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Netanyahu and Putin
Russian President Vladimir Putin (right) and Israeli Prime Minister Benjamin Netanyahu attend a news conference in Moscow. Putin said on Tuesday it was important to avoid actions that might aggravate Syria's civil war, a veiled warning against foreign military intervention or arming anti-government forces. (Maxim Shipkenov/Reuters)

Prime Minister Benjamin Netanyahu met with Russian President Vladimir Putin in Russia on Tuesday in an effort to dissuade him from selling advanced anti-aircraft S-300 missile batteries to Syria.

But could he be too late? According to the London-based Arab paper Al-Quds Al-Arabi, Russia has already transported the missiles to Syria, Israeli media outlet Walla reported Tuesday.

According to the report, attributed to a Syrian military official, the missile batteries are not yet operational, and are currently under full Russian supervision.

The Russian missile system is also capable of intercepting drones and cruise missiles. Its deployment in Syria would undermine Israel’s aerial superiority in the region.

Israeli officials have already asked Russia repeatedly to stop supplying Syrian President Bashar al-Assad’s regime with such “game-changing” weapons.

Despite the civil war in Syria, Russia has rejected Western demands to halt such sales, arguing that Russia has not violated international law. The Russian arms deliveries have included air defense missiles and artillery systems, but Moscow has so far held off on providing Damascus with the advanced S-300 batteries.

The powerful weapon has a range of up to 200 kilometers (125 miles) and the ability to track and strike multiple targets simultaneously with lethal efficiency. It would mean a quantum leap in Syria’s air defense capability and pose a strong challenge to any possible aerial campaign. Israel also fears that advanced Russian weapons could fall into the hands of Hezbollah, a key Syrian ally in neighboring Lebanon.

Israeli Tourism Minister Uzi Landau accused Russia on Monday of destabilizing the Middle East by selling weapons to Assad’s regime. “Anyone who provides weaponry to terror organizations is siding with terror,” Landau said.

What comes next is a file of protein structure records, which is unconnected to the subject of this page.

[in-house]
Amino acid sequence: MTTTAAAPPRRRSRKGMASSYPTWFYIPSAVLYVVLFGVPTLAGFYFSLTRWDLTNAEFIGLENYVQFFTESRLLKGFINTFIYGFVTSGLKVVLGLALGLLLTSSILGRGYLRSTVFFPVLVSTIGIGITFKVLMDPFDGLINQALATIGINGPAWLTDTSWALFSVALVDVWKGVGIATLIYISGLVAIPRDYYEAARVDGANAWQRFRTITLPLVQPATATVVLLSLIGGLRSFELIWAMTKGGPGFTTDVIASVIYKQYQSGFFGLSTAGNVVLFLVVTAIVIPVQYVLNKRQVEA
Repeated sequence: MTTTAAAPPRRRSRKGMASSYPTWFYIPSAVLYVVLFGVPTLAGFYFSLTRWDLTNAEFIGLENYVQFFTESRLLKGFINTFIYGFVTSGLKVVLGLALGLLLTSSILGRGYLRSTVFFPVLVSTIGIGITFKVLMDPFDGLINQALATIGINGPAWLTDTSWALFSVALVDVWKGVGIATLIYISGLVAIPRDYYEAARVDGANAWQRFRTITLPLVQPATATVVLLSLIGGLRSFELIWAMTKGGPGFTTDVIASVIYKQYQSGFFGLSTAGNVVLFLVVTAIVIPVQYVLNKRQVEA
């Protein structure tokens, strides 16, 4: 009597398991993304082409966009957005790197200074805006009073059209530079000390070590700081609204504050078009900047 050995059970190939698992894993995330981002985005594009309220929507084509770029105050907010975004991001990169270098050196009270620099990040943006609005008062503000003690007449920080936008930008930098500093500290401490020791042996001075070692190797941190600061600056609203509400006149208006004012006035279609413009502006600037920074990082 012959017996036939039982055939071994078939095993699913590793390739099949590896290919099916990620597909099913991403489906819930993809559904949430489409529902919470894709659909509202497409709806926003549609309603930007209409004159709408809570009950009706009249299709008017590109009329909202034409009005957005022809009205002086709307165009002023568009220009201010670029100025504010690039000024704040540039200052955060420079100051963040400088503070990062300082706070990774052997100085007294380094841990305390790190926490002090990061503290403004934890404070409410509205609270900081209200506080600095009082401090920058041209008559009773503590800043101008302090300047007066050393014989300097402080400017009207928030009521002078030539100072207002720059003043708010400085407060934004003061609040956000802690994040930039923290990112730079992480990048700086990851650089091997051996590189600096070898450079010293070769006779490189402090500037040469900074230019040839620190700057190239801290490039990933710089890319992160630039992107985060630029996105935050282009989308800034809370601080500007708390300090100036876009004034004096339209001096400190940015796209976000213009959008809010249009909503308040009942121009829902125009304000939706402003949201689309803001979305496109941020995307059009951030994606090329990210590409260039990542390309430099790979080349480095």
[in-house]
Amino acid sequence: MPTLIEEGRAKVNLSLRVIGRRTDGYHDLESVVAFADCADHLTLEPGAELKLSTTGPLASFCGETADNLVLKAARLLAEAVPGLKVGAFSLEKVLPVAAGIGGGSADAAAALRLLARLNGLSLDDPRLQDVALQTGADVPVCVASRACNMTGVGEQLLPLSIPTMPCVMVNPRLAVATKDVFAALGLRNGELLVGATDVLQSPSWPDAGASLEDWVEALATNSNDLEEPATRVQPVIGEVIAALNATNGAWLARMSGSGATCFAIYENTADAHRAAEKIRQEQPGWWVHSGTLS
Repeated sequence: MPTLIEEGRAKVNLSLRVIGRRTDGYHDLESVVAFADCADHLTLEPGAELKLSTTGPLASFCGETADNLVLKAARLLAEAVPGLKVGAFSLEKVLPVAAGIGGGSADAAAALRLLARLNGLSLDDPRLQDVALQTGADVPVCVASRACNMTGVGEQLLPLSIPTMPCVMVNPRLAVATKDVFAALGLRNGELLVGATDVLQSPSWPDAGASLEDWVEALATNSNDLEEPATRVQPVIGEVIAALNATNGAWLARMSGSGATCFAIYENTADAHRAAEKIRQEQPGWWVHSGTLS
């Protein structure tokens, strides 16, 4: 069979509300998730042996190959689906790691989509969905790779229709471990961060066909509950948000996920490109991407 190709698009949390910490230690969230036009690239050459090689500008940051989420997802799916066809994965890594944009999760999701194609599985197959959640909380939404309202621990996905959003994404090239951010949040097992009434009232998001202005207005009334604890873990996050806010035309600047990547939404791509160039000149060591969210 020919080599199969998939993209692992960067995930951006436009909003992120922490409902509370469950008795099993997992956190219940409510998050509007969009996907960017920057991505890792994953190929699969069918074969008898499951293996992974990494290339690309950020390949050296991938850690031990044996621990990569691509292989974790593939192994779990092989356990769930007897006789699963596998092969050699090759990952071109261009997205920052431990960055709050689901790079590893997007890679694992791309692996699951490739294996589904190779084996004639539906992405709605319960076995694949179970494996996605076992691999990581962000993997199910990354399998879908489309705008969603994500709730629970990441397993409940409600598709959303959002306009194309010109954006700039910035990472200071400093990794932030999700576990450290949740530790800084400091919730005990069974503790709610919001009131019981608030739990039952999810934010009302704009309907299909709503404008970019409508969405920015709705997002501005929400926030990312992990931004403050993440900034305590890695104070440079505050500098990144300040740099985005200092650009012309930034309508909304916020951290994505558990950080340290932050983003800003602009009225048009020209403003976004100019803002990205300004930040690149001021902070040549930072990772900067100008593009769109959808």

Speaking in Warsaw on Friday, Russian Foreign Minister Sergey Lavrov said that Russia was completing the delivery of air defense systems to Syria under earlier signed contracts, but avoided specifying whether the S-300 batteries are among them.

Earlier this month, Lavrov met with U.S. Secretary of State John Kerry, and they announced they would host an international conference during which Syrian government officials and rebels would be offered the chance to name an interim government.

On Friday, Putin met with British Prime Minister David Cameron in Moscow for talks that also centered on Syria.

Cameron said the two were committed to developing a proposal for a Syrian transitional government. The British leader didn’t say if the missile issue was discussed, but Russian news agencies said Moscow had insisted it would honor all earlier signed contracts.

The business daily Kommersant, without citing a source, reported Monday that Putin told Cameron during the talks that the S-300 will be delivered to Syria. But Vyacheslav Davidenko, a spokesman for Russia’s Rosoboronexport state arms trader, refused to comment on the issue Monday.

Russia media have reported that Moscow signed a contract for the delivery of the S-300s to Syria a few years ago, but shelved it under pressure from Israel and the West.

Igor Korotchenko, a former colonel of the Russian General Staff who now heads the Center for Analysis of Global Weapons Trade, said the decision on the S-300 delivery would have to be made by Putin himself.

“It may lead to a new round of confrontation with the West,” he said. “It will have a serious impact on the balance of forces, depriving Israel of its air superiority.”

Korotchenko added that Syrian crews will have to spend up to one year in Russia training on how to use the S-300 systems. “Without that, the delivery would make no sense,” he said. “It’s a complex system, and only highly qualified crew can handle it.”

Russia has been a key ally of Assad, joining forces with China at the U.N. Security Council to shield his regime from international sanctions.

The Syrian civil war, which began as a popular uprising against Assad in March 2011, has killed tens of thousands of people and displaced several million. The two sides are deadlocked, though the regime has scored recent military gains against the rebels.

Israel carried out a number of airstrikes in recent months aimed at halting the transfer of key weapons to Hezbollah, according to foreign reports. In January, Israel destroyed a shipment of anti-aircraft missiles bound for Hezbollah, and earlier this month, it destroyed Iranian-made guided missiles also believed to be headed to Hezbollah. Israel has not officially confirmed carrying out the strikes.

For the original article, visit israelhayom.com.

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